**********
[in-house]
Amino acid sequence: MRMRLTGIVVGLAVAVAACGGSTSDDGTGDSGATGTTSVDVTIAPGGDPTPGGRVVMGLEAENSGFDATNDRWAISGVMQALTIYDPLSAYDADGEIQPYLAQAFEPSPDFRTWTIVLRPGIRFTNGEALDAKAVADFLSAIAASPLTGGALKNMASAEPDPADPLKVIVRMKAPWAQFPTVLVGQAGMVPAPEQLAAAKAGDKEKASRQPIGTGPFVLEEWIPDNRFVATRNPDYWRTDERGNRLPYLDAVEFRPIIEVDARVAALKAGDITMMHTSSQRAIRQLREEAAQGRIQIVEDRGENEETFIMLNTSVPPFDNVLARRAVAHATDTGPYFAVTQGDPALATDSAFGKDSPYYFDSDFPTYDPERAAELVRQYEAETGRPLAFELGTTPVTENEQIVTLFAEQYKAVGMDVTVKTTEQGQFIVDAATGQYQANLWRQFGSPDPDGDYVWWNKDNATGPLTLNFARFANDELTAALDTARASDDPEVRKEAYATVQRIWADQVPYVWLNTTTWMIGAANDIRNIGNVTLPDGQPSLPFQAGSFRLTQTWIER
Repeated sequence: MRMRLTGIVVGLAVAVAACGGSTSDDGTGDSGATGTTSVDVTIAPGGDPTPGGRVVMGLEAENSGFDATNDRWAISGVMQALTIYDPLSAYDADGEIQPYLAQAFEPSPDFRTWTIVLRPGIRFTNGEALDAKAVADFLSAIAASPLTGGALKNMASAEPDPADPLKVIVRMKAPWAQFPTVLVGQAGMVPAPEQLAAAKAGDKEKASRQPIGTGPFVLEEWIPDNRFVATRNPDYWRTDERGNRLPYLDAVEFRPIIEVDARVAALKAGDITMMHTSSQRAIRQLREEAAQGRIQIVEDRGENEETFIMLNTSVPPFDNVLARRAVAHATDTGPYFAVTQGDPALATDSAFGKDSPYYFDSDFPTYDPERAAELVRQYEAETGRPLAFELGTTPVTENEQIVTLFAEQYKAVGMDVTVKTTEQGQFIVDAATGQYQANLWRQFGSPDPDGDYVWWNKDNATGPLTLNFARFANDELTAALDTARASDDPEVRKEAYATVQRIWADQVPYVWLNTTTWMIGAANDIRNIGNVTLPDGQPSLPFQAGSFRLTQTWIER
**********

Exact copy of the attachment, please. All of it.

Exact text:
[in-house]
Amino acid sequence: MRMRLTGIVVGLAVAVAACGGSTSDDGTGDSGATGTTSVDVTIAPGGDPTPGGRVVMGLEAENSGFDATNDRWAISGVMQALTIYDPLSAYDADGEIQPYLAQAFEPSPDFRTWTIVLRPGIRFTNGEALDAKAVADFLSAIAASPLTGGALKNMASAEPDPADPLKVIVRMKAPWAQFPTVLVGQAGMVPAPEQLAAAKAGDKEKASRQPIGTGPFVLEEWIPDNRFVATRNPDYWRTDERGNRLPYLDAVEFRPIIEVDARVAALKAGDITMMHTSSQRAIRQLREEAAQGRIQIVEDRGENEETFIMLNTSVPPFDNVLARRAVAHATDTGPYFAVTQGDPALATDSAFGKDSPYYFDSDFPTYDPERAAELVRQYEAETGRPLAFELGTTPVTENEQIVTLFAEQYKAVGMDVTVKTTEQGQFIVDAATGQYQANLWRQFGSPDPDGDYVWWNKDNATGPLTLNFARFANDELTAALDTARASDDPEVRKEAYATVQRIWADQVPYVWLNTTTWMIGAANDIRNIGNVTLPDGQPSLPFQAGSFRLTQTWIER
Repeated sequence: MRMRLTGIVVGLAVAVAACGGSTSDDGTGDSGATGTTSVDVTIAPGGDPTPGGRVVMGLEAENSGFDATNDRWAISGVMQALTIYDPLSAYDADGEIQPYLAQAFEPSPDFRTWTIVLRPGIRFTNGEALDAKAVADFLSAIAASPLTGGALKNMASAEPDPADPLKVIVRMKAPWAQFPTVLVGQAGMVPAPEQLAAAKAGDKEKASRQPIGTGPFVLEEWIPDNRFVATRNPDYWRTDERGNRLPYLDAVEFRPIIEVDARVAALKAGDITMMHTSSQRAIRQLREEAAQGRIQIVEDRGENEETFIMLNTSVPPFDNVLARRAVAHATDTGPYFAVTQGDPALATDSAFGKDSPYYFDSDFPTYDPERAAELVRQYEAETGRPLAFELGTTPVTENEQIVTLFAEQYKAVGMDVTVKTTEQGQFIVDAATGQYQANLWRQFGSPDPDGDYVWWNKDNATGPLTLNFARFANDELTAALDTARASDDPEVRKEAYATVQRIWADQVPYVWLNTTTWMIGAANDIRNIGNVTLPDGQPSLPFQAGSFRLTQTWIER